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I thought the music industry already had a standard code - the ISRC 
(http://en.wikipedia.org/wiki/International_Standard_Recording_Code)  
Song titles can't be copyrighted, so there might be a dozen using the 
same words but written by different composers.  The ISRC ties the song 
title to the phonogram - seems to work OK for the trade.

Mike Gray

Joel Bresler wrote:
> Hi, Mike, could you please amplify a bit on your answer? I thought the Wired article was thought provoking. 
>
> WorldCat, perhaps the largest repository of discographic information, is not a database. It grows willy nilly, and there is no attempt at a controlled vocabulary of songs, artists, and so forth. No tying together of 78s with their re-release on LP, CD, etc. The Rigler-Deutsch database is a worthy try, but the contents are a rats nest. Dick Spottswood's wonderful EMOR is in print form only, and is not a database per se. 
>
> If they are talking about reinventing the wheel, please point us to the wheel!!
>
> Thanks,
>
> Joel
> Joel Bresler, Publisher
> www.sephardicmusic.org
> 250 E. Emerson Road
> Lexington, MA 02420
> United States
>
> 1-781-862-4104 (Telephone & FAX)
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>
> -----Original Message-----
> From: Association for Recorded Sound Discussion List [mailto:[log in to unmask]] On Behalf Of Michael Biel
> Sent: Saturday, December 12, 2009 3:37 PM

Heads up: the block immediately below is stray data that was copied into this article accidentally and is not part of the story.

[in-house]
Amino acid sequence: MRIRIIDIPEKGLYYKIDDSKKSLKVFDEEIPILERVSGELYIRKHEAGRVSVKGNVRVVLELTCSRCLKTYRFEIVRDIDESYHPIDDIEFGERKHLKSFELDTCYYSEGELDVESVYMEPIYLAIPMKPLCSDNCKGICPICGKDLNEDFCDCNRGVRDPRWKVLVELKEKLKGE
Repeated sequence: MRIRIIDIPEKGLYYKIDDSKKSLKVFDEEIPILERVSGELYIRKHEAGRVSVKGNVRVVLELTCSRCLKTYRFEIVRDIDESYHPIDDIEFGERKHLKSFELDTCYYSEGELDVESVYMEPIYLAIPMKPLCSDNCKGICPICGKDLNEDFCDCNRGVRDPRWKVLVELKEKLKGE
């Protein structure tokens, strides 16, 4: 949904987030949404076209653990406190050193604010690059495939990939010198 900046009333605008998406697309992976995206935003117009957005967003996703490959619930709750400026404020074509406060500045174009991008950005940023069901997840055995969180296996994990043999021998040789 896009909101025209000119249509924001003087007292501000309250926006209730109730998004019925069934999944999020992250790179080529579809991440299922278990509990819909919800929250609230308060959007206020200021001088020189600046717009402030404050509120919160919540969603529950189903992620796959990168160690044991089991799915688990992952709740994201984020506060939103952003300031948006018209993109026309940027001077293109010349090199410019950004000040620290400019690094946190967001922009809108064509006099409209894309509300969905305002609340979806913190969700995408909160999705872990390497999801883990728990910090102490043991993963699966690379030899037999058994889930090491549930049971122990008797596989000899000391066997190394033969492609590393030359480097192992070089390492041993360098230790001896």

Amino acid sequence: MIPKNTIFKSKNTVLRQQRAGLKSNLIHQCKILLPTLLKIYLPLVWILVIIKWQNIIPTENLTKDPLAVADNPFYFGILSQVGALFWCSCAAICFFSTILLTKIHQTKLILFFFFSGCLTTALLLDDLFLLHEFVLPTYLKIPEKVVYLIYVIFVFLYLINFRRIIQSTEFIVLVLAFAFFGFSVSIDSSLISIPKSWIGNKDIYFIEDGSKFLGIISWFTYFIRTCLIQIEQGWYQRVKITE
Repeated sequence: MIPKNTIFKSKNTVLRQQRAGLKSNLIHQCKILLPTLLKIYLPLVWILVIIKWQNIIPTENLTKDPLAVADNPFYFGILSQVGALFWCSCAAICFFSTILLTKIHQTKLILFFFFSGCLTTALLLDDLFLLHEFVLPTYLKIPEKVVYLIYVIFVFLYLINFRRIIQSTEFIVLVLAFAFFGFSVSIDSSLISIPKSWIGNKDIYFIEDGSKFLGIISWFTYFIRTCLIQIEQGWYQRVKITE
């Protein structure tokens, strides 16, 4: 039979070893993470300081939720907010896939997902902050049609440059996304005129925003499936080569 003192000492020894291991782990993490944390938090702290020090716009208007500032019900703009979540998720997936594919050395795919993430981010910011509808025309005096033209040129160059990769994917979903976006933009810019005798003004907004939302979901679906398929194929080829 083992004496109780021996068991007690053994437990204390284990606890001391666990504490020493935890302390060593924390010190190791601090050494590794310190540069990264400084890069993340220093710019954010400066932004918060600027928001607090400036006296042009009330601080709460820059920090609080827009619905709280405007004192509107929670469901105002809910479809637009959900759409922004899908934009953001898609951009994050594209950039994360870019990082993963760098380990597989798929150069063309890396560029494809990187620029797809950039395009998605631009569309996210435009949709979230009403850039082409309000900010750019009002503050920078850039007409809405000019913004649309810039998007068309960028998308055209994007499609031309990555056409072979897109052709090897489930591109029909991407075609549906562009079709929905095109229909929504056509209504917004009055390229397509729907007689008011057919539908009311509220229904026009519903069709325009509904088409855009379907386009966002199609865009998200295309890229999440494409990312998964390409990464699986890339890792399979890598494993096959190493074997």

> To: [log in to unmask]
> Subject: Re: [ARSCLIST] Wired on the need for a single comprehensive music database
>
> Reinventing the wheel.  What is needed is a knowledge of DISCOGRAPHY
> among these computer geeks who think that nothing has happened outside
> their little world.
>
> Mike Biel  [log in to unmask]
>
>
>
> -------- Original Message --------
>
> From: "Schooley, John" <[log in to unmask]>
>
> http://www.wired.com/epicenter/2009/12/4-ways-one-big-database-would-help-music-fans-industry/
>
> 4 Ways One Big Database Would Help Music Fans, Industry
>
> "The solution to this and other problems dogging the music industry
> could be forehead-slappingly simple: one big, free, public database
> with, at the very least, song titles in one column and unique
> identifiers in another. When online and mobile music services build
> their own content databases out of the labels' catalogs, they would have
> incentives to use the same numbers to identify each song, for the
> reasons laid out below. Music services already apply their own unique
> identifiers to songs in their catalogs, so the use of numbers is not the
> issue - they just need to be the same numbers.
>
> This database would have to be free, readily available and totally
> transparent, visible to music fans and industry people alike, because
> the barrier to entry for startups to use the system would have to be
> zero. Open source software making use of the data set, available on the
> same website, might encourage services to use the numbers."
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